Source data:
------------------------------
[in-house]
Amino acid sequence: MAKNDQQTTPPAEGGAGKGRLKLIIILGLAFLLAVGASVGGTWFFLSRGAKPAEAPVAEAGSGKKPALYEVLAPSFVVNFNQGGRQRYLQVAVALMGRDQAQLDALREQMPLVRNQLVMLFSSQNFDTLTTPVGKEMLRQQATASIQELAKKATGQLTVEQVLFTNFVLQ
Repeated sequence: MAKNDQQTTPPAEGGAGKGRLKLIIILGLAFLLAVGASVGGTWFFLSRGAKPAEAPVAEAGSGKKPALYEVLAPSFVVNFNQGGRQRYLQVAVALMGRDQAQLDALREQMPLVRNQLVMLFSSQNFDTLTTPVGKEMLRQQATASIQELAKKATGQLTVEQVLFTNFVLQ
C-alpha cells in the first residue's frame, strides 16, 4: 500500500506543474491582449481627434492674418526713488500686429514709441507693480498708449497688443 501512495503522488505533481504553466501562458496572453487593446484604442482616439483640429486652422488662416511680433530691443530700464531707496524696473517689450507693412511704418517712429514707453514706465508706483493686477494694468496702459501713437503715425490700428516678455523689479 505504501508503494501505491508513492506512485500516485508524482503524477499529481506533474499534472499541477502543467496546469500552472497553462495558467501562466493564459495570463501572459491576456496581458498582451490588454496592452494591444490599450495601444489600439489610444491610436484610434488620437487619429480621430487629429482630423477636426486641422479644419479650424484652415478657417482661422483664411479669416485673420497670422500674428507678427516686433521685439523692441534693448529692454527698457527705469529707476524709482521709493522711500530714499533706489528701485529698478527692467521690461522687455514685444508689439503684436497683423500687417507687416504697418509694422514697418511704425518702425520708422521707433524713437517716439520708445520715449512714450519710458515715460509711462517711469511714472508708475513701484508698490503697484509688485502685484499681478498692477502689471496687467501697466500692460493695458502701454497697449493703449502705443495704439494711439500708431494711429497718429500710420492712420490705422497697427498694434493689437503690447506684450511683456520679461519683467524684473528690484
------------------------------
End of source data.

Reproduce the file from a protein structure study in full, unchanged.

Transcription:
[in-house]
Amino acid sequence: MAKNDQQTTPPAEGGAGKGRLKLIIILGLAFLLAVGASVGGTWFFLSRGAKPAEAPVAEAGSGKKPALYEVLAPSFVVNFNQGGRQRYLQVAVALMGRDQAQLDALREQMPLVRNQLVMLFSSQNFDTLTTPVGKEMLRQQATASIQELAKKATGQLTVEQVLFTNFVLQ
Repeated sequence: MAKNDQQTTPPAEGGAGKGRLKLIIILGLAFLLAVGASVGGTWFFLSRGAKPAEAPVAEAGSGKKPALYEVLAPSFVVNFNQGGRQRYLQVAVALMGRDQAQLDALREQMPLVRNQLVMLFSSQNFDTLTTPVGKEMLRQQATASIQELAKKATGQLTVEQVLFTNFVLQ
C-alpha cells in the first residue's frame, strides 16, 4: 500500500506543474491582449481627434492674418526713488500686429514709441507693480498708449497688443 501512495503522488505533481504553466501562458496572453487593446484604442482616439483640429486652422488662416511680433530691443530700464531707496524696473517689450507693412511704418517712429514707453514706465508706483493686477494694468496702459501713437503715425490700428516678455523689479 505504501508503494501505491508513492506512485500516485508524482503524477499529481506533474499534472499541477502543467496546469500552472497553462495558467501562466493564459495570463501572459491576456496581458498582451490588454496592452494591444490599450495601444489600439489610444491610436484610434488620437487619429480621430487629429482630423477636426486641422479644419479650424484652415478657417482661422483664411479669416485673420497670422500674428507678427516686433521685439523692441534693448529692454527698457527705469529707476524709482521709493522711500530714499533706489528701485529698478527692467521690461522687455514685444508689439503684436497683423500687417507687416504697418509694422514697418511704425518702425520708422521707433524713437517716439520708445520715449512714450519710458515715460509711462517711469511714472508708475513701484508698490503697484509688485502685484499681478498692477502689471496687467501697466500692460493695458502701454497697449493703449502705443495704439494711439500708431494711429497718429500710420492712420490705422497697427498694434493689437503690447506684450511683456520679461519683467524684473528690484